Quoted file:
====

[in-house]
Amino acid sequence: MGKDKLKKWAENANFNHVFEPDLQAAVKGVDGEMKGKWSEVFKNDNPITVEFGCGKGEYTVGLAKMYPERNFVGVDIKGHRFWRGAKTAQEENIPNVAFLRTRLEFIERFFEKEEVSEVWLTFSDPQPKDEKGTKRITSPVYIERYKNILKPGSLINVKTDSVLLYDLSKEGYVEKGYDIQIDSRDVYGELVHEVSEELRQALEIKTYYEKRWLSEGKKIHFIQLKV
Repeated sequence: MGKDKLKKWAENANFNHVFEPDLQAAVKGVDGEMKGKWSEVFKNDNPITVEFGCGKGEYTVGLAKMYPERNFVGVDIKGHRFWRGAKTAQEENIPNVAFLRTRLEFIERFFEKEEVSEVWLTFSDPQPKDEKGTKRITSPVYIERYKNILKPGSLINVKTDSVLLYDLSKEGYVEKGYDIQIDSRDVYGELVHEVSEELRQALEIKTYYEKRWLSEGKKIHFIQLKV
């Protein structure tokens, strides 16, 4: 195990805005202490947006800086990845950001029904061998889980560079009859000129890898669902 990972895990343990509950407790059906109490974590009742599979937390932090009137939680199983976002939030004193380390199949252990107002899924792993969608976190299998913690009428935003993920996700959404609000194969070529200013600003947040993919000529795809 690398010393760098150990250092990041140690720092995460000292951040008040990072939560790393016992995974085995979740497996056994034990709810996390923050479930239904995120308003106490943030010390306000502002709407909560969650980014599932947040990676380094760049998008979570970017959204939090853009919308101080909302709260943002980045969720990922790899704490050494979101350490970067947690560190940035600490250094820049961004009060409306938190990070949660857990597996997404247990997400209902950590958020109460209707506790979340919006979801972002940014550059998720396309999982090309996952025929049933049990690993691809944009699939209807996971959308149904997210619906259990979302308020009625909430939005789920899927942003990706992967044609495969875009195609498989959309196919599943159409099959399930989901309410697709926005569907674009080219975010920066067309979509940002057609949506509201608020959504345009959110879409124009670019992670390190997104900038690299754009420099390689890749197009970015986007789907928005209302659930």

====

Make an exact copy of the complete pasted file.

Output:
[in-house]
Amino acid sequence: MGKDKLKKWAENANFNHVFEPDLQAAVKGVDGEMKGKWSEVFKNDNPITVEFGCGKGEYTVGLAKMYPERNFVGVDIKGHRFWRGAKTAQEENIPNVAFLRTRLEFIERFFEKEEVSEVWLTFSDPQPKDEKGTKRITSPVYIERYKNILKPGSLINVKTDSVLLYDLSKEGYVEKGYDIQIDSRDVYGELVHEVSEELRQALEIKTYYEKRWLSEGKKIHFIQLKV
Repeated sequence: MGKDKLKKWAENANFNHVFEPDLQAAVKGVDGEMKGKWSEVFKNDNPITVEFGCGKGEYTVGLAKMYPERNFVGVDIKGHRFWRGAKTAQEENIPNVAFLRTRLEFIERFFEKEEVSEVWLTFSDPQPKDEKGTKRITSPVYIERYKNILKPGSLINVKTDSVLLYDLSKEGYVEKGYDIQIDSRDVYGELVHEVSEELRQALEIKTYYEKRWLSEGKKIHFIQLKV
């Protein structure tokens, strides 16, 4: 195990805005202490947006800086990845950001029904061998889980560079009859000129890898669902 990972895990343990509950407790059906109490974590009742599979937390932090009137939680199983976002939030004193380390199949252990107002899924792993969608976190299998913690009428935003993920996700959404609000194969070529200013600003947040993919000529795809 690398010393760098150990250092990041140690720092995460000292951040008040990072939560790393016992995974085995979740497996056994034990709810996390923050479930239904995120308003106490943030010390306000502002709407909560969650980014599932947040990676380094760049998008979570970017959204939090853009919308101080909302709260943002980045969720990922790899704490050494979101350490970067947690560190940035600490250094820049961004009060409306938190990070949660857990597996997404247990997400209902950590958020109460209707506790979340919006979801972002940014550059998720396309999982090309996952025929049933049990690993691809944009699939209807996971959308149904997210619906259990979302308020009625909430939005789920899927942003990706992967044609495969875009195609498989959309196919599943159409099959399930989901309410697709926005569907674009080219975010920066067309979509940002057609949506509201608020959504345009959110879409124009670019992670390190997104900038690299754009420099390689890749197009970015986007789907928005209302659930």